Robert Fulford's column about DVDs

(The National Post, February 20, 2001)

The first disc we watched, right after two guys from the appliance store connected our new DVD player to our old television set, was Lock, Stock and Two Smoking Barrels, the 1998 cockney crime comedy by Guy Ritchie. Right away, the charm of DVD became obvious. It displayed the film in wide-screen format, sharper than on video, and with better sound. And the slightly eccentric features that were added made the package more enticing.

There was a cockney dictionary, for instance, and English subtitles you bring up on the screen if you can't follow the dialogue. There was a system of chapter headings, so you could easily flip through the film and find passages you wanted to see again, the most striking characteristic of DVD. There was a documentary about making the movie, which solved a mystery that was bothering me: Why didn't I recognize Sting as he went by, playing a substantial role? It turned out that Ritchie had photographed him entirely from unfamiliar angles, and kept his famous smile off the screen. Perversely, Guy Ritchie had done his best to make the one international star in his cast invisible.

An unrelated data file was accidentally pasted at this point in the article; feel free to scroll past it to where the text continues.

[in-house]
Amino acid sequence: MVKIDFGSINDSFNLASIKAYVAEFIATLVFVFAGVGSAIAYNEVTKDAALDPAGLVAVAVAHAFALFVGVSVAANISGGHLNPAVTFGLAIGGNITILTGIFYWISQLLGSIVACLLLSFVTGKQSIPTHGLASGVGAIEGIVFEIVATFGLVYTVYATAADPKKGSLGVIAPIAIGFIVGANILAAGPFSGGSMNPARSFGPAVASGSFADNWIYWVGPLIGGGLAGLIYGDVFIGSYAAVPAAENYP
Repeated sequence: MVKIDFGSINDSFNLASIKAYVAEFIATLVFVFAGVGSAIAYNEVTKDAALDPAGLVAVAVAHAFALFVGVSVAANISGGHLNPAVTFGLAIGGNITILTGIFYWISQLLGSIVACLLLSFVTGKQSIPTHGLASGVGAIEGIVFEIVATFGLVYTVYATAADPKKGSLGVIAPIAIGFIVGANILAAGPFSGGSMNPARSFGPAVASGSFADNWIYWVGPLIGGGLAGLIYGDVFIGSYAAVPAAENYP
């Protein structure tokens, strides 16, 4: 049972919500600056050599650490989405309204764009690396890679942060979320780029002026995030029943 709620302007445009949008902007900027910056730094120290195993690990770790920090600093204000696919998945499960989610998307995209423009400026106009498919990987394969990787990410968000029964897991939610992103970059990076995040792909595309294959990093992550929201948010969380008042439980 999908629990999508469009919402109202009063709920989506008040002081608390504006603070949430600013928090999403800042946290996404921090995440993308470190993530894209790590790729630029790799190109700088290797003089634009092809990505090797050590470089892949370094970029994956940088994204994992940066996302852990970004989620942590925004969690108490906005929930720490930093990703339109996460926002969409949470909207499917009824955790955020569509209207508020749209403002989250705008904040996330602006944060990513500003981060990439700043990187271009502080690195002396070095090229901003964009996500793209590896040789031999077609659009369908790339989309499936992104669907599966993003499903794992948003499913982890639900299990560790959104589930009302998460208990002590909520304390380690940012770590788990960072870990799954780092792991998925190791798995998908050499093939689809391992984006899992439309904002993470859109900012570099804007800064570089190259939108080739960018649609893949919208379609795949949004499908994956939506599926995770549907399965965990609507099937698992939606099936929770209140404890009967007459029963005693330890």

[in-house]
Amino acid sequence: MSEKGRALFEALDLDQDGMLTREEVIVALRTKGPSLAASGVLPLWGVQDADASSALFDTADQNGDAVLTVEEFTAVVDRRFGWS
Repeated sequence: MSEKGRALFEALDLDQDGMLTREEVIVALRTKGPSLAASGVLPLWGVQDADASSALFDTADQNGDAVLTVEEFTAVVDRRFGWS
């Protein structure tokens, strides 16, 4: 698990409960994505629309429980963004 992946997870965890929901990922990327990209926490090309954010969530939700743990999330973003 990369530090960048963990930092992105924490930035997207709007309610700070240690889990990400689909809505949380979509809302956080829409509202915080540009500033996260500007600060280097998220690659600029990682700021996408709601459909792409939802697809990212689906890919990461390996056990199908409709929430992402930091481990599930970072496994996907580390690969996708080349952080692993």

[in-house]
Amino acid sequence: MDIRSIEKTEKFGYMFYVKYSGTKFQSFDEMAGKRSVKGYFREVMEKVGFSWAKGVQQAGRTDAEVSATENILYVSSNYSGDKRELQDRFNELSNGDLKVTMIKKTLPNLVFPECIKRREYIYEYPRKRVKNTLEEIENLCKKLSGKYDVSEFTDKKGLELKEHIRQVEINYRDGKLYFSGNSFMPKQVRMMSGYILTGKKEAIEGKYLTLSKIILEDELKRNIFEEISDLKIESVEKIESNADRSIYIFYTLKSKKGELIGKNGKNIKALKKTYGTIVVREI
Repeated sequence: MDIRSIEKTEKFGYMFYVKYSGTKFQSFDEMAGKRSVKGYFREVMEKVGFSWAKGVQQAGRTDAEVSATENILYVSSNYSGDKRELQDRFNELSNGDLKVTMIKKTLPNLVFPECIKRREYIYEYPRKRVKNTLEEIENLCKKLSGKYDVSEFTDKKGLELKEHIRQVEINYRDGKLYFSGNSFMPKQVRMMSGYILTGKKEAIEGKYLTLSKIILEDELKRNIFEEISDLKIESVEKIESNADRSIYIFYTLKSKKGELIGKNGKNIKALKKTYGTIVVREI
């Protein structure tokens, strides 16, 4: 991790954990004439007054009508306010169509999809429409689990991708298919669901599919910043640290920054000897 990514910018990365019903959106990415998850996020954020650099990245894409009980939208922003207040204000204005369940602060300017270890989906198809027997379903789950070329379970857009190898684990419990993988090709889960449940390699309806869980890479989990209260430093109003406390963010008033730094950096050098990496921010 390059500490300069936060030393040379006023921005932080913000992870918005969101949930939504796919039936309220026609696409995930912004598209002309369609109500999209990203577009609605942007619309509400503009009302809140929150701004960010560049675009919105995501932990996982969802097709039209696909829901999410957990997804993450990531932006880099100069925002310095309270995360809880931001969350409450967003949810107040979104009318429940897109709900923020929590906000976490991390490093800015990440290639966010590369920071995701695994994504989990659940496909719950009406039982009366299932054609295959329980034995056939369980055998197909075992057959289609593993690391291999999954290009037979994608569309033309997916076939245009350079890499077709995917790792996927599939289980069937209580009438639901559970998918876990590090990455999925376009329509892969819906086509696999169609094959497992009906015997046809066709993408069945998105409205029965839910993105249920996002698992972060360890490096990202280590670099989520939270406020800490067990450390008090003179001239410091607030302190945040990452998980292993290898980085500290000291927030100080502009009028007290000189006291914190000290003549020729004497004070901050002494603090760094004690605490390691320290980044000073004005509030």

That night, a few weeks ago, our house became part of what the foreword to Videohound's DVD Guide (2001) calls "the fastest growth of any entertainment format in the history of the world." The author of this portentous remark happens to be Paul Culberg, president of the DVD trade association. He may be biased. Even so, it seems clear that DVD ("digital videodisc") has moved into the mainstream faster than TV, the LP, the video cassette or the CD. While it's new to me, and still an unknown quantity to most people, it's now part of everyday life for millions. About one in 20 North American households has a DVD player, and the figures are similar in Europe and Japan. There are at least 8,500 DVD titles available.

Remarkably, the first DVD players didn't appear in the stores until just four years ago this month, in February, 1997. At that point, their future wasn't promising. Few movies were available on disc, and the studios weren't eager to issue more. The electronics companies saw DVD as the next big thing, but it was hard to see why.

For one thing, it doesn't record and therefore can't replace videotape. It won't record The West Wing and let you watch later while spinning through the commercials -- and that's the greatest appeal of video for many people.

But the electronics companies were right. The pleasures of DVD offset that drawback. DVD also had the good fortune to arrive in the stores in an economic boom period. Now it's a solid part of the media system. Last summer, The Matrix became the first movie to have three million DVD copies in distribution.

The DVD seems to have been invented for curious people who want to know a lot about movies and how they are made. Judging by the sales figures, there are far more such people than we might have guessed.